Monica Vinader lost my ring when it went in for repairs

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  • the_lunatic_is_in_my_head
    the_lunatic_is_in_my_head Posts: 7,272
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    edited 27 March 2023 at 9:49AM
    Does the CRA even apply to lost items, though? If it was faulty or defective then maybe but even then surely the 'deduction for use' would be sense-checked against the market value of the item? If 5 year old rings were regularly selling for 80% of their new value second-hand then I think it would be a hard sell to say that the deduction for use should be 75%. 
    If a consumer returned something under their rights and it was then lost their rights still apply, the retailer should then replace, if they can't/won't/it's too expensive the right to reject is the consumer's next option (or a price reduction but that's no help if the trader lost the goods). 

    In terms of use it's hard to say, it's been suggested here before that cars are easy to value on rejection as their depreciatio is a common measurable concept, however, as an extreme, if you drove off the lot in a brand new car and it fell apart 5 metres down the road I don't think it would be suggested that the large "drive it off the forecourt" depreciation would be a fair value to place on use (motor vehicles are exempt from the no deduction within 6 months rule).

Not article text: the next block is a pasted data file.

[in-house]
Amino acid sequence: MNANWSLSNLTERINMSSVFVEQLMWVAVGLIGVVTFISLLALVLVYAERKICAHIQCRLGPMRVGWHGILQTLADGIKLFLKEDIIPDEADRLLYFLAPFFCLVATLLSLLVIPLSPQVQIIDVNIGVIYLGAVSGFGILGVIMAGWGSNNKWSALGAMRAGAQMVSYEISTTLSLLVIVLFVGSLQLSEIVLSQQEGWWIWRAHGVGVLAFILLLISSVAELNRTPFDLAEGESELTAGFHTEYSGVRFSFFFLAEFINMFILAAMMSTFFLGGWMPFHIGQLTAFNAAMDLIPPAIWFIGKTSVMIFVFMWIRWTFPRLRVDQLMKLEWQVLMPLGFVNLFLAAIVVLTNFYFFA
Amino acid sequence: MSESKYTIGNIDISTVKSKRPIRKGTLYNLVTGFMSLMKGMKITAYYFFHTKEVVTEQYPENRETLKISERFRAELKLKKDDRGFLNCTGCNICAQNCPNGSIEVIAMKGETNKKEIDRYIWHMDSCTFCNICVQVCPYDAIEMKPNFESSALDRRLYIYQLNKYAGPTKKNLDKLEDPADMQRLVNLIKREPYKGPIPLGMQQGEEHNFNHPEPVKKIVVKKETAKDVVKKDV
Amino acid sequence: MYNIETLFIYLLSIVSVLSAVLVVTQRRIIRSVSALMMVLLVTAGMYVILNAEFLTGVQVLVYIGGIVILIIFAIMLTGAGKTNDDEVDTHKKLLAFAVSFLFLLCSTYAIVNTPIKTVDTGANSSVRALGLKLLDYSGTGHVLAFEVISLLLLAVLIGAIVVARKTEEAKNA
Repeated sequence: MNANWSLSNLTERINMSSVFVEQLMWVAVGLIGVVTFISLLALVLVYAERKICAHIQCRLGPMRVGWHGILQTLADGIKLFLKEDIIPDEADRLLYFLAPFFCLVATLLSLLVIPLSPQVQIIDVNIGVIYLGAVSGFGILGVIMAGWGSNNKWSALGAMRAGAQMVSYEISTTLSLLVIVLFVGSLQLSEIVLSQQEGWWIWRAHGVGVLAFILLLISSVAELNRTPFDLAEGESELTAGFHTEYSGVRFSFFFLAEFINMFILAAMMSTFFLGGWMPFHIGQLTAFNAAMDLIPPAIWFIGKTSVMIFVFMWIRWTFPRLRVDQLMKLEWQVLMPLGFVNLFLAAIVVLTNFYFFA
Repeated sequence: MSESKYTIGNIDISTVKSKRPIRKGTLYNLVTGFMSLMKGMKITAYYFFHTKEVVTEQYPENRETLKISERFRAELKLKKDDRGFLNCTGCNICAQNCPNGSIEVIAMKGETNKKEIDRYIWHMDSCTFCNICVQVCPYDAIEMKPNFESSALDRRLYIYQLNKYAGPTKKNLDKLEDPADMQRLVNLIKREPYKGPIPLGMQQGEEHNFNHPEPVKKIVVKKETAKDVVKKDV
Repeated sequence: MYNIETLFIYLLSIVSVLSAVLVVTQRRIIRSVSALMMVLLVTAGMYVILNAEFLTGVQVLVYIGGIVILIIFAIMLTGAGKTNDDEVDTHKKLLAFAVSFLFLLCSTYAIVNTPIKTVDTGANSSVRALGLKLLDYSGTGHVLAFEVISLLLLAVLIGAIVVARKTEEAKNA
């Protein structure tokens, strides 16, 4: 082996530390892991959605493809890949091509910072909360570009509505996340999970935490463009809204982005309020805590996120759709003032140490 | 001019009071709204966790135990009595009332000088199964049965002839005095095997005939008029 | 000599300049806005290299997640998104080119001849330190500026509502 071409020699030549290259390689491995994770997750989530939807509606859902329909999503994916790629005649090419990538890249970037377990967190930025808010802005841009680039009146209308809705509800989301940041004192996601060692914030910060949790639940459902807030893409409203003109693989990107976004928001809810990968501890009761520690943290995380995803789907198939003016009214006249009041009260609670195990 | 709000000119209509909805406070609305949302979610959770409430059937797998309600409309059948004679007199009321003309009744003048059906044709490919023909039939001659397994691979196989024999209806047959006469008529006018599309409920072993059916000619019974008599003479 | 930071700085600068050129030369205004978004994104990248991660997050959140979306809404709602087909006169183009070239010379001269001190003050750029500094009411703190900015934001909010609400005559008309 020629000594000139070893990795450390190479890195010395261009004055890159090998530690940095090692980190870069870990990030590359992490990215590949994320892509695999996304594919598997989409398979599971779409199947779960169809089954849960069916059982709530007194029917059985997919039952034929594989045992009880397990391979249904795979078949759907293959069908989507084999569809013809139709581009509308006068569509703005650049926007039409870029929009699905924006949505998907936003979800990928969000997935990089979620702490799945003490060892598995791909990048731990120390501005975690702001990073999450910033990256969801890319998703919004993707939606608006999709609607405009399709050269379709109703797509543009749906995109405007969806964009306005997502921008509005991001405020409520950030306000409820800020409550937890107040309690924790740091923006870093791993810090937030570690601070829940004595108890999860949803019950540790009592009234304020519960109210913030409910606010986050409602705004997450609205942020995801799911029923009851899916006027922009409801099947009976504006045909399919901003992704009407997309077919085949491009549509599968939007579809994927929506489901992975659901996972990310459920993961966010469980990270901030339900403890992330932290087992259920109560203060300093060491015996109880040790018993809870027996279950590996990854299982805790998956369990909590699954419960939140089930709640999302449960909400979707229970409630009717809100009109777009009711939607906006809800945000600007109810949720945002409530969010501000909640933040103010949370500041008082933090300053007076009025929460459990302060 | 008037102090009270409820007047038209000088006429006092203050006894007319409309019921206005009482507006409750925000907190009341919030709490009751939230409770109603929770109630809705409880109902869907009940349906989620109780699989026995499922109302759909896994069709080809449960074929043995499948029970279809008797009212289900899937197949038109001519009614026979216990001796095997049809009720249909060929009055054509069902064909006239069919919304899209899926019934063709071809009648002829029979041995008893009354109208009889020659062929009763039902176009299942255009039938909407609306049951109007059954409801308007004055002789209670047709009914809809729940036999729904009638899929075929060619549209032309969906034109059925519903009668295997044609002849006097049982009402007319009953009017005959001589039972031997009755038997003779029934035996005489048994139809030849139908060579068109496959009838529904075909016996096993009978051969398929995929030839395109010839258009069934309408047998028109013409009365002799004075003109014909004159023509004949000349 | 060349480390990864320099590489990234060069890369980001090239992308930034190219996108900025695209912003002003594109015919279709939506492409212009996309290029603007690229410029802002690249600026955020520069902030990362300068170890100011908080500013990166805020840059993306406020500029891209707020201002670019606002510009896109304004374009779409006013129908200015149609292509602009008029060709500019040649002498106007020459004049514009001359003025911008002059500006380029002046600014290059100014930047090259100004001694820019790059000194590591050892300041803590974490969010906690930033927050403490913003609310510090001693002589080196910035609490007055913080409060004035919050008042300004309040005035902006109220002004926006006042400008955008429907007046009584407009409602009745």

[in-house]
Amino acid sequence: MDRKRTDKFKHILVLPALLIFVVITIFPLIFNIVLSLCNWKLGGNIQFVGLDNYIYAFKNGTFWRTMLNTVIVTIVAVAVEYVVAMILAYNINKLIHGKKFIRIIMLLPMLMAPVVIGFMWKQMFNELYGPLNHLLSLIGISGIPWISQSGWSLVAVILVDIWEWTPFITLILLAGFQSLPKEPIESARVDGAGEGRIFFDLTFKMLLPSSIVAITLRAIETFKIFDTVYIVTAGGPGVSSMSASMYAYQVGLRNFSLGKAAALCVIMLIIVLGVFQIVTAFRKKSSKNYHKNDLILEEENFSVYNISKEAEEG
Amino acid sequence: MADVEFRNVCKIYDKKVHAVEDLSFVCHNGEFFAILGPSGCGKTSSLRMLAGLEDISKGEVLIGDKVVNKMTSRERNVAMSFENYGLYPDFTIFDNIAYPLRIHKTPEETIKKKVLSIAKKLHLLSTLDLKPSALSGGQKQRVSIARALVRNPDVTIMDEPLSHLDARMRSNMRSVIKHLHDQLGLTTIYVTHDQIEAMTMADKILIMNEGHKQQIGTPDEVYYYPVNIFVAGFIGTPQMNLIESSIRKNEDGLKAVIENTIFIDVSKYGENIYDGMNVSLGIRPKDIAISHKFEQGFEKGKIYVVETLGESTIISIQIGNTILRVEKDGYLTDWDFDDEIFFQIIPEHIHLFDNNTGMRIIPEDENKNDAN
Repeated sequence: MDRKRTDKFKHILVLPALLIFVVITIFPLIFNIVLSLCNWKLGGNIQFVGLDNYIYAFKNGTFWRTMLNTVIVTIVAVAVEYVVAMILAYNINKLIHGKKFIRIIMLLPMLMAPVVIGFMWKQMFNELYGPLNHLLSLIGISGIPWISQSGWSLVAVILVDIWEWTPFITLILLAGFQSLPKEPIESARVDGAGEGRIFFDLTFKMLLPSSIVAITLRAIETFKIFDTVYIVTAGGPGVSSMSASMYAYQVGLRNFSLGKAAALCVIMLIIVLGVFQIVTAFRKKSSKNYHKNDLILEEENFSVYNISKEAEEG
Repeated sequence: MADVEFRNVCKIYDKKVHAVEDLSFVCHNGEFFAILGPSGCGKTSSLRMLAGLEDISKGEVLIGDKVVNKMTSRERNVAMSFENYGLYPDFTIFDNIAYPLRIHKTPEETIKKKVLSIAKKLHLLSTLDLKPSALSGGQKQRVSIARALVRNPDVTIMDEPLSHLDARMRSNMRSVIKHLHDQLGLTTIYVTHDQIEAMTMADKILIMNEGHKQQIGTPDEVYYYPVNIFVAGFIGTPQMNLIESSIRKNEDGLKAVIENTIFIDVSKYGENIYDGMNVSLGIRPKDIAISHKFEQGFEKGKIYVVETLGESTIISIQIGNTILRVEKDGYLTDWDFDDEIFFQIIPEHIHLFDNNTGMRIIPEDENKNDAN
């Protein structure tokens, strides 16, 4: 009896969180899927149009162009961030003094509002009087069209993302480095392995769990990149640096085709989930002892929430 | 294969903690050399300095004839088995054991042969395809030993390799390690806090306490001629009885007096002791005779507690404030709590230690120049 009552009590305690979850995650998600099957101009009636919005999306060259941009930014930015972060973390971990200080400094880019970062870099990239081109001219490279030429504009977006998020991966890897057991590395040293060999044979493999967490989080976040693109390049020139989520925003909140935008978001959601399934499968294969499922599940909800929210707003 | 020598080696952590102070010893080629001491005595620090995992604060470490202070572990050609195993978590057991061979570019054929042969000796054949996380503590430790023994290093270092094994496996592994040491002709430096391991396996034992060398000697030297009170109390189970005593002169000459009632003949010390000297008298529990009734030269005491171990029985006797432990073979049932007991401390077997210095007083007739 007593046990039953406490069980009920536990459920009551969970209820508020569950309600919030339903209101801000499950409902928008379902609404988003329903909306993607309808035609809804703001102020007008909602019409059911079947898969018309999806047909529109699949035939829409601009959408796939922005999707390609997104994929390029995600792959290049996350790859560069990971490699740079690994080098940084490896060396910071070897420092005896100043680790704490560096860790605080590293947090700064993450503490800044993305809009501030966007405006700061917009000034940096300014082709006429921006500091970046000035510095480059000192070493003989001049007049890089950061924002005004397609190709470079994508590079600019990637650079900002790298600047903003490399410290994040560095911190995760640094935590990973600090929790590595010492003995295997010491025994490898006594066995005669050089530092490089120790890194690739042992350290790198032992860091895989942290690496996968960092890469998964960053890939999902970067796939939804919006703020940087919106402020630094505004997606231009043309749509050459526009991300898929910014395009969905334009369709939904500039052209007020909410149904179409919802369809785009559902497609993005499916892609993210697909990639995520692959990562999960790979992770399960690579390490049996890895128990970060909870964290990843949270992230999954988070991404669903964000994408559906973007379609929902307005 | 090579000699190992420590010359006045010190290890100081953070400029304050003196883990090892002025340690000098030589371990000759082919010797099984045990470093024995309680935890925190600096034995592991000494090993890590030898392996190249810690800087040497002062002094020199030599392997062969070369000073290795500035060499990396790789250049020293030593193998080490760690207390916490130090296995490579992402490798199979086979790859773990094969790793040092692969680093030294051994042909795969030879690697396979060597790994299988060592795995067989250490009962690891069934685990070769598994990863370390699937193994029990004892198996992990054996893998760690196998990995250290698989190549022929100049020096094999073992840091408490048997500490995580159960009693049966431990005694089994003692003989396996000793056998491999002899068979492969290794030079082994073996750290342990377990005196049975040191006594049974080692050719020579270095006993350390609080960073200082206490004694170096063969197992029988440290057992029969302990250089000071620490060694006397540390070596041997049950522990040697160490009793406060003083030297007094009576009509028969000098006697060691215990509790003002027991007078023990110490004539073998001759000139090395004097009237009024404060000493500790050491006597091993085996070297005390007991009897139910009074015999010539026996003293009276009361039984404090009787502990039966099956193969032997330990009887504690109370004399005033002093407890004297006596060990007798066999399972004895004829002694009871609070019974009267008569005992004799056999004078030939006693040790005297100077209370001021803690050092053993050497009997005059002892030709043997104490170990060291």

With TVs, washing machines, etc they generally have a lifespan to measure against, with everything being oh so smart these days some can probably keep a record of how long they've been used for to compare against a potential manufacturer statement.  

    With a ring it's hard to say, I don't think the mark up on high street jewellers really affects the depreciation (as a percentage) in the same way if you pay £1000 for a TV that happened to be on sale for £500 somewhere else wouldn't. 

    A £250 ring to some people should last a lifetime, to others it's a kinder egg toy, very subjective really.